Entrepreneur Andy Wells’ Native Talent
As a 10-year-old growing up among the Ojibwe on the Red Lake reservation in northern Minnesota, Andy Wells scoured junkyards and neighbors’ trash heaps looking for anything he could use to build a motor scooter, go-cart, or ham radio. By 13 he was building metal rockets that had a launch capacity of a mile. Today, at 70, Wells holds seven patents and runs a technology manufacturing company in Bemidji that employs 40, about one-fifth of them American Indians.
Wells Technology makes custom fasteners and parts used in a wide range of industries, including aerospace, defense, medical, electronics, automotive, and food. “It would be easier for me to run my business from Minneapolis,” says Wells. “But I love the Indian people.”
Wells’ mother raised chickens on the family’s dairy farm, saving up to send him to college, but he was hesitant. “No one from the family or neighborhood went to school. It was assumed we would stay and take over the farm duties and cut wood,” he says. Despite those doubts, he enrolled at what is now Bemidji State University and worked in the college’s machine shop. After two years, he ran out of money and dropped out to take a job at Polaris in Roseau. There his talent for tinkering soon got attention: He invented the first front-engine snowmobile with a fiberglass hood, which reduced both weight and drag.
Allan Hetteen, president of Polaris at the time, persuaded Wells to return to Bemidji State, where he eventually earned a master’s in industrial technology and physics. That led to a 20-year teaching career. But “I always loved manufacturing,” says Wells. “I was teaching others how to do it, but I was missing the opportunity to live it myself.”
In 1989, at age 45, married with four children at home, he took the leap. With $1,300 he bought a used lathe, and started cold-calling companies, looking to solve manufacturers’ problems by making custom parts for them. He convinced Control Data’s Bemidji division to give him a desk and a phone in return for an entire year’s worth of free consulting; eventually the computer giant and NASA became major clients.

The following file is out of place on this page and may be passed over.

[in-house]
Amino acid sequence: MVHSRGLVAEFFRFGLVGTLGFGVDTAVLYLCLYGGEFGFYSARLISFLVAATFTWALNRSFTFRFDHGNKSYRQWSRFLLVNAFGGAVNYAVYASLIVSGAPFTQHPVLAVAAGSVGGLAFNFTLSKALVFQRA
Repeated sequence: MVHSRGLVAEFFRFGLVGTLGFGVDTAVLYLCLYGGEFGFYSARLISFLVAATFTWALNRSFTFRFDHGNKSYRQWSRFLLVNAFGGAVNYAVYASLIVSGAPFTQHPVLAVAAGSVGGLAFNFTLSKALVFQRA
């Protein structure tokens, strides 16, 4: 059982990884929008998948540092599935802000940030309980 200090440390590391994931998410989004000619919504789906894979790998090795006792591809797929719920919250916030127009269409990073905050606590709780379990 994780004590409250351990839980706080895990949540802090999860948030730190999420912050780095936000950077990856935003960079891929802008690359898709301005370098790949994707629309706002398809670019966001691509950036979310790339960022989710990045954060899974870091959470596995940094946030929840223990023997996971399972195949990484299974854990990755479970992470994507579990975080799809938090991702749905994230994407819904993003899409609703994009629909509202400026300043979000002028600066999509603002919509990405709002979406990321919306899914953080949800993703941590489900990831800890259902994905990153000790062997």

Then as now, Indian business owners were rare. As recently as 2007, American Indian and Alaskan Natives made up 0.9 percent of business owners in the United States, and 0.6 percent in Minnesota, according to the most recent U.S. Census data. As a “small disadvantaged business,” a designation of the U.S. Small Business Administration, Wells bid on government contracts. He also got help from the Metropolitan Economic Development Association (MEDA), which provides support to minority-owned businesses.
Wells Technology grew to 14 employees, but by 2004 it had hit a plateau (Wells would not disclose specific revenue numbers). A breakthrough came when Winona-based Fastenal, also a maker of fasteners and a Wells customer, became a mentor through an SBA program. “Fastenal taught me how to do professional marketing and reach the entire nation,” says Wells. Since then, the company has grown to 40 employees and has doubled annual revenue.
A 2003 program for minority entrepreneurs at Dartmouth’s Tuck School of Business inspired Wells to give back. He started Wells Academy, a six- to 12-month, 40-hour-per-week paid student training program. With financial support from Fastenal, American Indian students are learning machining operations, tooling, project bidding, computer programming, and quality control skills.
Indian culture encourages people to live by the seasons, not by the clock, says Wells. “There is a certain element of losing your Native American spirit when you enter the industrial world,” he notes.He is proving it’s possible to succeed with a foot in both worlds. In recent years, he’s won a slew of honors, including MEDA’s Entrepreneur of the Year (2007), American Indian Business of the Year (2008), and Minnesota’s Small Business Person of the Year (2009).
As a kid, Wells would hike into the swamp near his home to trap mink, weasel or fox to sell for spending money. The first time he headed into the swamp alone, he worried about finding his way home, especially if snow covered his tracks. His father taught him to pay attention to signs in nature, which would lead him home. “I learned to depend on myself,” Wells says.
Now he is passing on such lessons. “Andy’s primary task is growing a company and guiding his company, but he is also a developer of people,” says Woody Clark, who worked with Wells in Fastenal’s mentoring program and later at Wells Technology. “Andy is as much a dad to some of his employees as he is their employer.”
Wells is slowly transferring ownership of his company to his children, three of whom are involved in the business, and while he plans to relinquish more responsibility over the next few years, he has no plans to leave Bemidji.